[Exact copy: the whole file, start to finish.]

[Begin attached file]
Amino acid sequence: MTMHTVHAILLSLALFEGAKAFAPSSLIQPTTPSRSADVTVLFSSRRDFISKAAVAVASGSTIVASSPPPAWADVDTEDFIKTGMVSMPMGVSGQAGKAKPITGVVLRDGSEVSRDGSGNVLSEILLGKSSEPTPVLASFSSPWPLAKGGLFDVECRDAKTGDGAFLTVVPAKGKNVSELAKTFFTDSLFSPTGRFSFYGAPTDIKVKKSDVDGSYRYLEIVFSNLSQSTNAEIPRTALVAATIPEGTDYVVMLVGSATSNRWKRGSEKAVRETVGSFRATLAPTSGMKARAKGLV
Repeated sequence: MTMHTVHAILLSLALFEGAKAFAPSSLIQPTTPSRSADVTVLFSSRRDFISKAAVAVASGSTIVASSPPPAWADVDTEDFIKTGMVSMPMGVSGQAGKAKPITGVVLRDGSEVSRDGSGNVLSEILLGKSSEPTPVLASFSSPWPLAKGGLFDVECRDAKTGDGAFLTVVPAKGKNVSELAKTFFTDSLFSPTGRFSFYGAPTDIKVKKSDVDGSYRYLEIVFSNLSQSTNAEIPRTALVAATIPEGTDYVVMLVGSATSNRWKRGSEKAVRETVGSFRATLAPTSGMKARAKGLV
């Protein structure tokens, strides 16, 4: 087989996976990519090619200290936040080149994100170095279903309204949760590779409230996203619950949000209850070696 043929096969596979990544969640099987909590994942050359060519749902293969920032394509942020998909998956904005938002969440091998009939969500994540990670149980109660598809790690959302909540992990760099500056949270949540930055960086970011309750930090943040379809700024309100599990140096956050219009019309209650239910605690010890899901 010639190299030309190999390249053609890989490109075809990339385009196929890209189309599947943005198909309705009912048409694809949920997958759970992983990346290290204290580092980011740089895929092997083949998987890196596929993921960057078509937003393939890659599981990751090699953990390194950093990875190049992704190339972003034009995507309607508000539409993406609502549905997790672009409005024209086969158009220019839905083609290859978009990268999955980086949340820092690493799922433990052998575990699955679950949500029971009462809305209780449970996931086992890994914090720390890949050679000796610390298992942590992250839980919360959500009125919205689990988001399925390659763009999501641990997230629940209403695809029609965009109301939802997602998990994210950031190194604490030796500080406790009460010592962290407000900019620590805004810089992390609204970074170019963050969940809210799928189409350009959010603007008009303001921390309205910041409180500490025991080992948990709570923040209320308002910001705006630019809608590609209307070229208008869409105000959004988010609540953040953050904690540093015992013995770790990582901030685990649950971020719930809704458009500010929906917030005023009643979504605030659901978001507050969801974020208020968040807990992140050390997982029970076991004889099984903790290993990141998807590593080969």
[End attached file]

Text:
Amino acid sequence: MTMHTVHAILLSLALFEGAKAFAPSSLIQPTTPSRSADVTVLFSSRRDFISKAAVAVASGSTIVASSPPPAWADVDTEDFIKTGMVSMPMGVSGQAGKAKPITGVVLRDGSEVSRDGSGNVLSEILLGKSSEPTPVLASFSSPWPLAKGGLFDVECRDAKTGDGAFLTVVPAKGKNVSELAKTFFTDSLFSPTGRFSFYGAPTDIKVKKSDVDGSYRYLEIVFSNLSQSTNAEIPRTALVAATIPEGTDYVVMLVGSATSNRWKRGSEKAVRETVGSFRATLAPTSGMKARAKGLV
Repeated sequence: MTMHTVHAILLSLALFEGAKAFAPSSLIQPTTPSRSADVTVLFSSRRDFISKAAVAVASGSTIVASSPPPAWADVDTEDFIKTGMVSMPMGVSGQAGKAKPITGVVLRDGSEVSRDGSGNVLSEILLGKSSEPTPVLASFSSPWPLAKGGLFDVECRDAKTGDGAFLTVVPAKGKNVSELAKTFFTDSLFSPTGRFSFYGAPTDIKVKKSDVDGSYRYLEIVFSNLSQSTNAEIPRTALVAATIPEGTDYVVMLVGSATSNRWKRGSEKAVRETVGSFRATLAPTSGMKARAKGLV
């Protein structure tokens, strides 16, 4: 087989996976990519090619200290936040080149994100170095279903309204949760590779409230996203619950949000209850070696 043929096969596979990544969640099987909590994942050359060519749902293969920032394509942020998909998956904005938002969440091998009939969500994540990670149980109660598809790690959302909540992990760099500056949270949540930055960086970011309750930090943040379809700024309100599990140096956050219009019309209650239910605690010890899901 010639190299030309190999390249053609890989490109075809990339385009196929890209189309599947943005198909309705009912048409694809949920997958759970992983990346290290204290580092980011740089895929092997083949998987890196596929993921960057078509937003393939890659599981990751090699953990390194950093990875190049992704190339972003034009995507309607508000539409993406609502549905997790672009409005024209086969158009220019839905083609290859978009990268999955980086949340820092690493799922433990052998575990699955679950949500029971009462809305209780449970996931086992890994914090720390890949050679000796610390298992942590992250839980919360959500009125919205689990988001399925390659763009999501641990997230629940209403695809029609965009109301939802997602998990994210950031190194604490030796500080406790009460010592962290407000900019620590805004810089992390609204970074170019963050969940809210799928189409350009959010603007008009303001921390309205910041409180500490025991080992948990709570923040209320308002910001705006630019809608590609209307070229208008869409105000959004988010609540953040953050904690540093015992013995770790990582901030685990649950971020719930809704458009500010929906917030005023009643979504605030659901978001507050969801974020208020968040807990992140050390997982029970076991004889099984903790290993990141998807590593080969």